School Choice Myth: Vouchers Cause Discrimination and Segregation.

Posted on Oct 12, 2017 by Mark Muehl - School Choice

This year more than 30,000 students will again head to their school of choice, made possible by the Indiana School Choice Scholarship. With more students than ever participating in the voucher program, and 81 percent of parents saying they’re “overwhelmingly satisfied_” with their school of choice, there’s plenty of evidence this program is benefitting children across the state. Judging by consumer satisfaction, school choice is a clear winner in Indiana.Opponents, however, don’t agree. They believe school choice is causing discrimination and segregation. For example, in previous op-eds in the Journal Gazette, two public-school advocates argued against vouchers by pointing out that private schools are not as diverse as public schools. One went so far as to deny that vouchers are enabling thousands of minority students to attend the school of their choice. Another incredibly suggested that vouchers are enabling “white flight.” To support these positions, however, these “friends of public education” must ignore the increasingly diverse student populations of Indiana private schools since the School Choice Program began in 2011. Using stats from last year, according to data from the Indiana Department of Education, Bishop Dwenger High School had quadrupled its Hispanic population in the first five years of the choice scholarship program. Bishop Luers, one of the most diverse private high schools in Fort Wayne, experienced a similar increase in Hispanic students in the same period, and the number of African-American students grew by 50 percent. Since the 2012-13 school year, Concordia Lutheran High School’s racial diversity has increased from 17.83% to 21.48% (2017-18). Their largest increase is in Hispanic students. Overall, these schools are now more diverse because Choice Scholarships have made it possible for more students to attend.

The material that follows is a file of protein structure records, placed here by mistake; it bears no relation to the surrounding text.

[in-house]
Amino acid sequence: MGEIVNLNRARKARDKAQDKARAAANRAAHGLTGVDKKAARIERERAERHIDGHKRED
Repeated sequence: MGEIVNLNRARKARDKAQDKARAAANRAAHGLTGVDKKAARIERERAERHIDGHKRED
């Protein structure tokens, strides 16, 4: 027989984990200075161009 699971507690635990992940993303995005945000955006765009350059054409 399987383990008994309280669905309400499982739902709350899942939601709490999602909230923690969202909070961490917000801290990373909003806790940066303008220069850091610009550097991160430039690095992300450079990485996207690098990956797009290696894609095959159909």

Using this year’s input from Lutheran elementary schools, Concordia (30% non-white), Holy Cross (27.7%), and Lutheran South Unity (88% non-white) demonstrate diversity- diversity that is embraced and encouraged. This is also diversity that represents the school’s neighborhood.It’s undeniable that Choice Scholarships have opened doors of opportunity to thousands of students from diverse ethnic backgrounds. According to Indiana Department of Education data, the number of African-American students participating in the Choice Scholarships program grew from 943 to 4,252 over the past six years. Similarly, in the same period, the number of multiracial students grew from 287 to 2,081, and the number of Hispanic students grew from 794 to 6,644.Statewide, 12.4 percent of Choice Scholarship recipients are African-American (compared with 9 percent of all Hoosiers) and 19.4 percent of Choice Scholarship recipients are Hispanic or Latino (compared with 6 percent of all Hoosiers). In total, the percentage of Choice Scholarship recipients who are non-white is 39.7. When given the choice, these Indiana families are opting in to the Choice Scholarship Program. image: bipps